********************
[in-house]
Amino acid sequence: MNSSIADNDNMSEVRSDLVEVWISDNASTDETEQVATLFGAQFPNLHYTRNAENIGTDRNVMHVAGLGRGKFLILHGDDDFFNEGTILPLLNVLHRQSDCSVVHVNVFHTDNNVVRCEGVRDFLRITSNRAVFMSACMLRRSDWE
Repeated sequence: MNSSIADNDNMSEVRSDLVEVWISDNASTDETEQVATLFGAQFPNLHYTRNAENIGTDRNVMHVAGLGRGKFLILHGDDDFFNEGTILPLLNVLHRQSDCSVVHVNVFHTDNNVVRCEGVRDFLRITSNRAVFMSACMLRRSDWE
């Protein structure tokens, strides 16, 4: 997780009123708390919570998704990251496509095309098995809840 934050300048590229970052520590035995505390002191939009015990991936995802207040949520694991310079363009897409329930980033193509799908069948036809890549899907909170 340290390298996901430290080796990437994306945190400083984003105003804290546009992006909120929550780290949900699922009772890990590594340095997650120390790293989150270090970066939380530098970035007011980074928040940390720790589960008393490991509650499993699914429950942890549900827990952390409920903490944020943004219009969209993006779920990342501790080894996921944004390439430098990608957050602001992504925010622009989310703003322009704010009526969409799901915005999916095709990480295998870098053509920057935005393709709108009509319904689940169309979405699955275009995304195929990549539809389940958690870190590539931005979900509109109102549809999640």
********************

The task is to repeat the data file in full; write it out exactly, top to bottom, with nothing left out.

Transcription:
[in-house]
Amino acid sequence: MNSSIADNDNMSEVRSDLVEVWISDNASTDETEQVATLFGAQFPNLHYTRNAENIGTDRNVMHVAGLGRGKFLILHGDDDFFNEGTILPLLNVLHRQSDCSVVHVNVFHTDNNVVRCEGVRDFLRITSNRAVFMSACMLRRSDWE
Repeated sequence: MNSSIADNDNMSEVRSDLVEVWISDNASTDETEQVATLFGAQFPNLHYTRNAENIGTDRNVMHVAGLGRGKFLILHGDDDFFNEGTILPLLNVLHRQSDCSVVHVNVFHTDNNVVRCEGVRDFLRITSNRAVFMSACMLRRSDWE
């Protein structure tokens, strides 16, 4: 997780009123708390919570998704990251496509095309098995809840 934050300048590229970052520590035995505390002191939009015990991936995802207040949520694991310079363009897409329930980033193509799908069948036809890549899907909170 340290390298996901430290080796990437994306945190400083984003105003804290546009992006909120929550780290949900699922009772890990590594340095997650120390790293989150270090970066939380530098970035007011980074928040940390720790589960008393490991509650499993699914429950942890549900827990952390409920903490944020943004219009969209993006779920990342501790080894996921944004390439430098990608957050602001992504925010622009989310703003322009704010009526969409799901915005999916095709990480295998870098053509920057935005393709709108009509319904689940169309979405699955275009995304195929990549539809389940958690870190590539931005979900509109109102549809999640």